Managing Worries & Anxiety

Our partners at Role Models look at ways of helping your child deal with feelings of worry and anxiety.

Does your child worry and feel anxious about certain situations? It can be hard to know how to support them; how do we value their worries without giving them power?

Here are 5 ideas to help manage and respond to their worries:

  • Think about the basics

    Making sure your child has a solid foundation and the basics are in place is an essential place to start. We all know the impact a lack of sleep has on our thinking and mood; reflect on getting the basics right for your child to make them feel as settled as possible. Are they getting enough sleep, a balanced diet, staying hydrated, enough downtime and exercise or time outside? Making changes in these basics can have a noticeable impact on their anxiety levels.

  • Breathing techniques

    When anxiety takes hold of us, our body tenses up and we go into fight, flight or freeze mode. We can lose the ability to think rationally. Controlled breathing is a simple yet effective way to help regulate your body’s reaction and relax. Simply telling your child to breathe deeply doesn’t always cut it though. Here are two simple breathing techniques to try with your child:

    • Starfish Breathing
      Spread out one hand to make a starfish and with the other hand use your index finger to trace up and down your thumb and fingers. As you move up you breathe in, pause at the top and then as you move down breathe out. Using the ‘starfish’ means your child is encouraged to do this 5 times up and down each finger and thumb.
    • Flower & Candle
      Ask your child to imagine they have a flower in one hand and a candle in the other. Bring the flower to your nose and breathe in deeply to smell it, then move the candle close and breathe our deeply to blow it out.
  • Don’t dismiss their worries

    It’s important to find ways to value and listen to your child’s worries. Rather than ‘Don’t be silly’, ‘It will be fine’ and ‘You’re worrying about nothing’, try and find responses which recognise the worry without empowering their fear. ‘Let’s talk about it’, ‘I know it’s hard’ and ‘How can I help?’. It’s also helpful to remind them of previous times they’ve worried or been anxious and the outcome was positive. ‘Remember when you felt this way about… X’.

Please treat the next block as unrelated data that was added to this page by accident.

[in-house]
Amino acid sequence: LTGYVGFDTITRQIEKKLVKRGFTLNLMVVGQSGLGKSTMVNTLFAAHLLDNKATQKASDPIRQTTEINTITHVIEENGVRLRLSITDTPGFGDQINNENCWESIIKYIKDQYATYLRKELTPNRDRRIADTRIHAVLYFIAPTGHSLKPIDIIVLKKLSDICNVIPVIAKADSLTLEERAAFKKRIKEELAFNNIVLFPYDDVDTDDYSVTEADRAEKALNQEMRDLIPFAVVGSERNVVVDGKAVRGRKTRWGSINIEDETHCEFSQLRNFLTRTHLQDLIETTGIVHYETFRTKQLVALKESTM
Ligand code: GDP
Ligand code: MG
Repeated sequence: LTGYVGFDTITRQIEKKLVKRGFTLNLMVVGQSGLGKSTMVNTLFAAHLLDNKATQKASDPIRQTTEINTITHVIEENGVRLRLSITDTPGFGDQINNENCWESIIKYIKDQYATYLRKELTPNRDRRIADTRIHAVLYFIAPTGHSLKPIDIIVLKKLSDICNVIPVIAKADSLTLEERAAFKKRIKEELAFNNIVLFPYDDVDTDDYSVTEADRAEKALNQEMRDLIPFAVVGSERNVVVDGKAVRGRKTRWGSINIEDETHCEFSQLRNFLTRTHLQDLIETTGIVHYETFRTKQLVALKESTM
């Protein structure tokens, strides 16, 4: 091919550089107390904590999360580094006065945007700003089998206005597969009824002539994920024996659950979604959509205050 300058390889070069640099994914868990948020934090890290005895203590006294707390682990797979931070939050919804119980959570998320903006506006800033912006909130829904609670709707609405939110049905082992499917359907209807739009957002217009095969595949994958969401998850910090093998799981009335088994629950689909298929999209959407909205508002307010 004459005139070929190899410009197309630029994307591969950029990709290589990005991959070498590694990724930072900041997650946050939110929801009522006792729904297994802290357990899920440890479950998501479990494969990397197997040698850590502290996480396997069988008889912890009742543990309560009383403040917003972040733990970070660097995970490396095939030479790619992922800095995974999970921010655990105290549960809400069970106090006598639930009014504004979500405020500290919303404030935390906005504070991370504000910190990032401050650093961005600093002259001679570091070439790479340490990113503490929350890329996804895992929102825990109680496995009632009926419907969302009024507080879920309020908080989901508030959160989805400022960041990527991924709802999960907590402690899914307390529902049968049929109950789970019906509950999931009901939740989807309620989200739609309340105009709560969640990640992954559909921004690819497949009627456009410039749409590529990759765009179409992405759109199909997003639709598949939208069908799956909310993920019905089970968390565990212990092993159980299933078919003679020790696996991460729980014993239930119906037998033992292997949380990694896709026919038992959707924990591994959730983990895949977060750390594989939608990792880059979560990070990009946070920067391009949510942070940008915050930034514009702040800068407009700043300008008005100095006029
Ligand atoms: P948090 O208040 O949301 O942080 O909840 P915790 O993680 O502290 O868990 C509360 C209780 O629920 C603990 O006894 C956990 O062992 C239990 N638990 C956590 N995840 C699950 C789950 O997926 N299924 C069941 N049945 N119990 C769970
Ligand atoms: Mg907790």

• Try not to avoid the problem

    Seeing your child suffer with anxiety can be hard. It’s easy to want to protect them from having to experience this through avoiding the very thing that induces the anxiety. This fixes the short-term problem but can actually help to fuel the anxiety and reinforce the negative belief your child holds around the activity. Try using the ladder technique to slowly introduce your child to measured risk in a safe way. If they are anxious about swimming for example, decide together what the first step on the ladder might be – watching a sibling’s swimming lesson and then work up the next steps, dipping their toes in, getting their whole body wet until they become comfortable enough to actually swim.

  • Focus on the outcome, not the possibility

    Most worries come in two parts; ‘if X happens, then I won’t be able to survive’. This might sound different for each child but the worry usually follows a similar structure. We often focus on the first part – ‘if X happens’ – by reassuring our child that X won’t happen and therefore they don’t need to worry about it. This doesn’t actually break the root of the anxiety; it just seeks to reassure them that it won’t happen. Take the power away from your child’s anxieties by focusing on the second part. If X did happen, what then? Would you be able to cope? By talking through the outcome your child will see that, although it might be uncomfortable, they could cope, and if they have thought through what they would do then they no longer fear the outcome as much.

Try the 5 ideas above for supporting your child and take away the power their worries seem to have over them. These strategies also work just as well for us adults as well our children.

Louise’s recent Instagram Live on this topic can be found here.

This article was written by Louise Treherne, Director of Character Education at Role Models. Louise has a degree in Psychology, 12 years experience as a teacher and 5 years as a Senior Deputy Head at a London Prep school. She now works as a Professional Coach and Educational Consultant.